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Gusty winds pose threat for new fires
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As nine wildfires burn throughout Northern California, the National Weather Service is warning Mother Nature is delivering a new threat — the return of gusty north winds Wednesday and Thursday.
The 10 to 25 mph winds — with gusts expected to reach 35 mph — will exacerbate dry conditions ideal for new fires as well as create problems for firefighters trying to contain the nine existing blazes. The weather service indicated the winds will be strong enough to blow debris and loose objects.
Temperatures are expected to drop 12 degrees between today and Friday in Santa Rosa and 7 degrees in Manteca during the same time period.
Altogether there are 15 large wildfires burning uncontrolled throughout California stretching emergency resources
The  fires so far have:
killed at least 10 people
injured more than 100.
more than 100 people are reported missing.
burned more than 1,500 homes.
forced the mandatory evacuation of 33,000 people.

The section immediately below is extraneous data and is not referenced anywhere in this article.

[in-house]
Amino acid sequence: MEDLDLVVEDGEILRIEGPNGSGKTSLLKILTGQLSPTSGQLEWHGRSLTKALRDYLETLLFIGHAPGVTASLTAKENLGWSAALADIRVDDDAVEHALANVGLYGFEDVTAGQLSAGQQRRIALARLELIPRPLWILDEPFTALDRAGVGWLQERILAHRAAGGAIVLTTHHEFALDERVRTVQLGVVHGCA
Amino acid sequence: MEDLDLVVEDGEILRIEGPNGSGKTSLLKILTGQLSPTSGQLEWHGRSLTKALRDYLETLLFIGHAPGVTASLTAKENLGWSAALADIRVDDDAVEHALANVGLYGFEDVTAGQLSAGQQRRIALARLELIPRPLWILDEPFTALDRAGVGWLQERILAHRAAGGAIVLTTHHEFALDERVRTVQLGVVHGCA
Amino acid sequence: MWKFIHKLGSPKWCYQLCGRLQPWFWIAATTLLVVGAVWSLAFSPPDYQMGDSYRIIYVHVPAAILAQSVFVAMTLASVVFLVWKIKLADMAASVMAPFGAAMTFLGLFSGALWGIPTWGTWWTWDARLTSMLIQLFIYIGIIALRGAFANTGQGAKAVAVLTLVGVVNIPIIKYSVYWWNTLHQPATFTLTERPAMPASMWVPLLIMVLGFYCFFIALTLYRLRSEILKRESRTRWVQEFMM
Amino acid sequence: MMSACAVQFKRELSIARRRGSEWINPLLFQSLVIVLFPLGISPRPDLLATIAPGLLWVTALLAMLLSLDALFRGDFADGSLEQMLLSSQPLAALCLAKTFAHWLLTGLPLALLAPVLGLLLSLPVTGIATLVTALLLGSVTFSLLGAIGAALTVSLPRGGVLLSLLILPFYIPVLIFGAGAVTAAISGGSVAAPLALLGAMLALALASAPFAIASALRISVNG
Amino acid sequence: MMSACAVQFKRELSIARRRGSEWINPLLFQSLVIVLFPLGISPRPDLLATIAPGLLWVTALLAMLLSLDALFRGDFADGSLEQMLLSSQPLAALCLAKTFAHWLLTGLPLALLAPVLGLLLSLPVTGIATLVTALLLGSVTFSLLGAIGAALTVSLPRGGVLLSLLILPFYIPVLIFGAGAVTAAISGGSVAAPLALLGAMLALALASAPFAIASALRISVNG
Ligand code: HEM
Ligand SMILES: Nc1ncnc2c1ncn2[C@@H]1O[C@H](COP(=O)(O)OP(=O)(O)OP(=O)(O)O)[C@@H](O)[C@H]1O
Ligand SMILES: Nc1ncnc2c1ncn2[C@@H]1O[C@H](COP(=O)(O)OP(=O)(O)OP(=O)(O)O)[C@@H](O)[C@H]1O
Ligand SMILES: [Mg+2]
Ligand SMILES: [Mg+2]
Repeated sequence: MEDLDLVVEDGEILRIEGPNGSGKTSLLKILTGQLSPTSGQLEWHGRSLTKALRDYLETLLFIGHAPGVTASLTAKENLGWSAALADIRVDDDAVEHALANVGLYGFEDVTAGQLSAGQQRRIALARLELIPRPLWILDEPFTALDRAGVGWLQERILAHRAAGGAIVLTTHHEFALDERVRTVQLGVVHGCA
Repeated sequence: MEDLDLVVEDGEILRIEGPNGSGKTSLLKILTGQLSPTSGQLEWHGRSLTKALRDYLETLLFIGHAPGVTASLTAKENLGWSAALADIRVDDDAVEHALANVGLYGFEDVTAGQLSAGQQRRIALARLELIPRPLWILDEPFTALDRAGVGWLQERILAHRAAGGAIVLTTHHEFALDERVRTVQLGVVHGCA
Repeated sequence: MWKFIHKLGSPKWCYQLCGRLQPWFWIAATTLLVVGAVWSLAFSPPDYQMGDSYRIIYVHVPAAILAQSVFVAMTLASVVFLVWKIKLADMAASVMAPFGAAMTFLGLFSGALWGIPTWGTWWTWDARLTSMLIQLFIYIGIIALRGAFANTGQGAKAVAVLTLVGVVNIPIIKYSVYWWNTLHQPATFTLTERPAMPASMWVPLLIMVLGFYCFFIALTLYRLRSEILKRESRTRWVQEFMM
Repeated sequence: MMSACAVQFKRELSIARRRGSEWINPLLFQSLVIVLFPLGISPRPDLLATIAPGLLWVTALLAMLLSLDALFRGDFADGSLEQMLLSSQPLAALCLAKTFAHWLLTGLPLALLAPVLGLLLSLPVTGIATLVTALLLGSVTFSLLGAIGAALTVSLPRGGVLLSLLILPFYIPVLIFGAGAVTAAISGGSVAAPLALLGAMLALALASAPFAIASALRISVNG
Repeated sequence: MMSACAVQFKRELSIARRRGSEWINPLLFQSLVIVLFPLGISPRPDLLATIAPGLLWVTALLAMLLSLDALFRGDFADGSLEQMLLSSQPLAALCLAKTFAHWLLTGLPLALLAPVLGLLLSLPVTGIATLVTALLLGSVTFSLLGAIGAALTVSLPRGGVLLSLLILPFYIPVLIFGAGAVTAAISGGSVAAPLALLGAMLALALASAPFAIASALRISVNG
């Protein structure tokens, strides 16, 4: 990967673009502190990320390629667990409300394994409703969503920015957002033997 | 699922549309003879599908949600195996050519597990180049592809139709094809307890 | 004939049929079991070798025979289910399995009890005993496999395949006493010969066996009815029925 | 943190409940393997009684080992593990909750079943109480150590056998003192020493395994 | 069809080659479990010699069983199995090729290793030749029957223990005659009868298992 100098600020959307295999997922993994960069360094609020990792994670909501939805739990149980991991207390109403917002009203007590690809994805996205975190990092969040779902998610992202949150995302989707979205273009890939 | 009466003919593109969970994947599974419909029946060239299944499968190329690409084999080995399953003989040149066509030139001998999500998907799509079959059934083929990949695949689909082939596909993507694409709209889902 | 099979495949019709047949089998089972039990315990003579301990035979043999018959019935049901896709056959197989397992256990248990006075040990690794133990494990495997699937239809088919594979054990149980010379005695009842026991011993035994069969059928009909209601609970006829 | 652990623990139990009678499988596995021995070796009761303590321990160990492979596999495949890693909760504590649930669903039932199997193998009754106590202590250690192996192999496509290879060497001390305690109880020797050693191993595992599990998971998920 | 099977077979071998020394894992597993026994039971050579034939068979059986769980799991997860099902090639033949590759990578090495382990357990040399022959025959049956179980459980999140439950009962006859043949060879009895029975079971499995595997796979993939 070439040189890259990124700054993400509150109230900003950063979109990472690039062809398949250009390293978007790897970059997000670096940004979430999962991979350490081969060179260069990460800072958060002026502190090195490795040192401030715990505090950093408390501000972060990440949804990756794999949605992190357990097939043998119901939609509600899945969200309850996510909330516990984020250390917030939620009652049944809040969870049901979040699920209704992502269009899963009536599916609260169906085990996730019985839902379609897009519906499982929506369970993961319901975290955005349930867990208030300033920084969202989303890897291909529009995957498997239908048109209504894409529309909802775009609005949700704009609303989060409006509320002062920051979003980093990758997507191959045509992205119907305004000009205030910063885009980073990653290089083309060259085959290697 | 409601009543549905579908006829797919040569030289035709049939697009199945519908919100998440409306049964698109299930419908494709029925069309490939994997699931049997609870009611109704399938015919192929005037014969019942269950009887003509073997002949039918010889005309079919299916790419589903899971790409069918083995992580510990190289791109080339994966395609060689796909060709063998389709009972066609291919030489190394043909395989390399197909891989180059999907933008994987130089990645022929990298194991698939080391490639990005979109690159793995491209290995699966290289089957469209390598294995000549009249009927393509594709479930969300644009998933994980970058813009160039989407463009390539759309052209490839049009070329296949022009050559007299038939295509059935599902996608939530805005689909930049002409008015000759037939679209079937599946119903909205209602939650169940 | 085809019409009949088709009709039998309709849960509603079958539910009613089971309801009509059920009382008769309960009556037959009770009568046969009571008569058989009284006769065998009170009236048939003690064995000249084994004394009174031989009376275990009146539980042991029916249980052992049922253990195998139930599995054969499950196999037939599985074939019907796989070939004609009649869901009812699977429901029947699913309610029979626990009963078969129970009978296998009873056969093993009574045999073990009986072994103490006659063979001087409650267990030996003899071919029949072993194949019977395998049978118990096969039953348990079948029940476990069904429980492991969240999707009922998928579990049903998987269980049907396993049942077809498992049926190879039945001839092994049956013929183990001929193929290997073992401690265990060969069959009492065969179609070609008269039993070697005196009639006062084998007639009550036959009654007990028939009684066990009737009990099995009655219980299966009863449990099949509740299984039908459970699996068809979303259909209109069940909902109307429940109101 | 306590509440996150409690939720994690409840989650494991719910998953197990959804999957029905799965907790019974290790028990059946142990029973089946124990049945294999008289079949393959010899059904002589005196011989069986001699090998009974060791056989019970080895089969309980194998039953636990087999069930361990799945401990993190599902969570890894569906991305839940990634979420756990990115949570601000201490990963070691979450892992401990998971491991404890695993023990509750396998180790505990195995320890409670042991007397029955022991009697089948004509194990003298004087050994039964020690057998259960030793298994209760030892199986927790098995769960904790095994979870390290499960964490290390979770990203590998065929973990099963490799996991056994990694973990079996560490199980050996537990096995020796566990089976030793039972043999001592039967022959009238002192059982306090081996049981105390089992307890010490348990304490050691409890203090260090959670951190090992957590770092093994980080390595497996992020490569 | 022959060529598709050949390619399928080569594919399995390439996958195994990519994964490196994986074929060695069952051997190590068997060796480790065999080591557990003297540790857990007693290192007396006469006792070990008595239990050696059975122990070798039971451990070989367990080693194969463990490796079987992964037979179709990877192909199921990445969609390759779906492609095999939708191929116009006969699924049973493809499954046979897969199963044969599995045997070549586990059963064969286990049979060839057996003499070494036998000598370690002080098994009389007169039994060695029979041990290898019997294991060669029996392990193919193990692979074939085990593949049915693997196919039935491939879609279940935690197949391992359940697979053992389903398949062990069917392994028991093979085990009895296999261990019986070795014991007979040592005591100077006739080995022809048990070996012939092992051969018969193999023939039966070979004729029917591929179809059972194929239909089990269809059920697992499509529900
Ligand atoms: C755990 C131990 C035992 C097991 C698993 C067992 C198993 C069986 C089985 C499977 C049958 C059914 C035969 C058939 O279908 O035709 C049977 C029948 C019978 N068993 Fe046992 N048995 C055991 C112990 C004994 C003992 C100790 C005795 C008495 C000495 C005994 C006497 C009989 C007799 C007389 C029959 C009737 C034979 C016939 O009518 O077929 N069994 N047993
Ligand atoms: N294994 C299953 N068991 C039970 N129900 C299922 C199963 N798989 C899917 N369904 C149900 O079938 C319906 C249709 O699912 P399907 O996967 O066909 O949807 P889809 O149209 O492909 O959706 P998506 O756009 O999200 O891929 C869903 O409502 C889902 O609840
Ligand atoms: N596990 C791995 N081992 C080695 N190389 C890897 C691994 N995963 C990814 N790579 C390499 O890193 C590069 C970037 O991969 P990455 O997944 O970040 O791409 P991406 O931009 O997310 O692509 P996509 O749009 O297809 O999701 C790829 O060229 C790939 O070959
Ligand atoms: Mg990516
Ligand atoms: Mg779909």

as of 11 p.m. Monday there was the potential for another 10,000 evacuations.
more than 57,500 acres of state and private land has burned.
19,100 homes are threatened.
400 businesses are threatened.
six schools are threatened
two  fire stations are threatened.
critical infrastructure including a water pumping station, a hydro-electric facility, cell towers,  water and sewer treatment facilities, a fiber optic trunk facility, and electrical transmission lines are threatened or have been damaged.
The devastation has resulted in the Federal Emergency Management Agency authorizing the use of federal funds to assist the State of California to combat the Atlas fire in Napa and Solano counties, Tubbs fire in Napa and Sonoma counties, Cascade fire in Butte and Yuba counties,  Lobo fire in Nevada County, LaPorte fire in Butte County, Potter fire in Mendocino County, Nuns fire in Sonoma County, Patrick fire in Napa and Sonoma counties, Sulphur fire in Lake County, and canyon 2 fire in Orange and Riverside counties.
The FEMA Regional Administrator determined the fires threatened such destruction to constitute a major disaster.
Fire Management Assistance Grants has been authorized to provide federal funding for up to 75 percent of eligible firefighting costs.  The Disaster Relief Fund provides funding for FMAGs through FEMA to assist in fighting fires that threaten to cause major disasters.  Eligible costs covered by FMAGs can include expenses for field camps, equipment use, materials, supplies and mobilization, and demobilization activities attributed to fighting the fire.
FEMA has also deployed an Incident Management Assistance Team to coordinate directly with the California Governor’s Office of Emergency Services at the state emergency operations center in Sacramento.